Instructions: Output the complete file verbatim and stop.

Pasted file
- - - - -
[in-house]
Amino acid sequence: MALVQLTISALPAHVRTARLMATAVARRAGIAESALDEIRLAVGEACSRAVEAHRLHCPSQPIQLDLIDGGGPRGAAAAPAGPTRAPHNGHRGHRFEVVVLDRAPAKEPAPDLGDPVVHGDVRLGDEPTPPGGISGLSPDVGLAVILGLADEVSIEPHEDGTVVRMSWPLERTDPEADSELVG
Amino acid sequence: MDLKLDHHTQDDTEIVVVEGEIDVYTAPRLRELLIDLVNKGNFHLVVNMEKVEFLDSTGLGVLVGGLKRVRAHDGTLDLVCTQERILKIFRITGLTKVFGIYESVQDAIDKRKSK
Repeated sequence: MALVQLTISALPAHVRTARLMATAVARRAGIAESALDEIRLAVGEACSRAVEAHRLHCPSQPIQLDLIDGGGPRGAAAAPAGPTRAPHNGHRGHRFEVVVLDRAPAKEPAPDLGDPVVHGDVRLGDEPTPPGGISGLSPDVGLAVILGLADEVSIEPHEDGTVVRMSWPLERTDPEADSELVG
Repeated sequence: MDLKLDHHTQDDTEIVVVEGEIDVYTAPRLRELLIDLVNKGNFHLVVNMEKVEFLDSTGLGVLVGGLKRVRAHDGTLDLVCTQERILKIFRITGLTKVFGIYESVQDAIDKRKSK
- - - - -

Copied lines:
[in-house]
Amino acid sequence: MALVQLTISALPAHVRTARLMATAVARRAGIAESALDEIRLAVGEACSRAVEAHRLHCPSQPIQLDLIDGGGPRGAAAAPAGPTRAPHNGHRGHRFEVVVLDRAPAKEPAPDLGDPVVHGDVRLGDEPTPPGGISGLSPDVGLAVILGLADEVSIEPHEDGTVVRMSWPLERTDPEADSELVG
Amino acid sequence: MDLKLDHHTQDDTEIVVVEGEIDVYTAPRLRELLIDLVNKGNFHLVVNMEKVEFLDSTGLGVLVGGLKRVRAHDGTLDLVCTQERILKIFRITGLTKVFGIYESVQDAIDKRKSK
Repeated sequence: MALVQLTISALPAHVRTARLMATAVARRAGIAESALDEIRLAVGEACSRAVEAHRLHCPSQPIQLDLIDGGGPRGAAAAPAGPTRAPHNGHRGHRFEVVVLDRAPAKEPAPDLGDPVVHGDVRLGDEPTPPGGISGLSPDVGLAVILGLADEVSIEPHEDGTVVRMSWPLERTDPEADSELVG
Repeated sequence: MDLKLDHHTQDDTEIVVVEGEIDVYTAPRLRELLIDLVNKGNFHLVVNMEKVEFLDSTGLGVLVGGLKRVRAHDGTLDLVCTQERILKIFRITGLTKVFGIYESVQDAIDKRKSK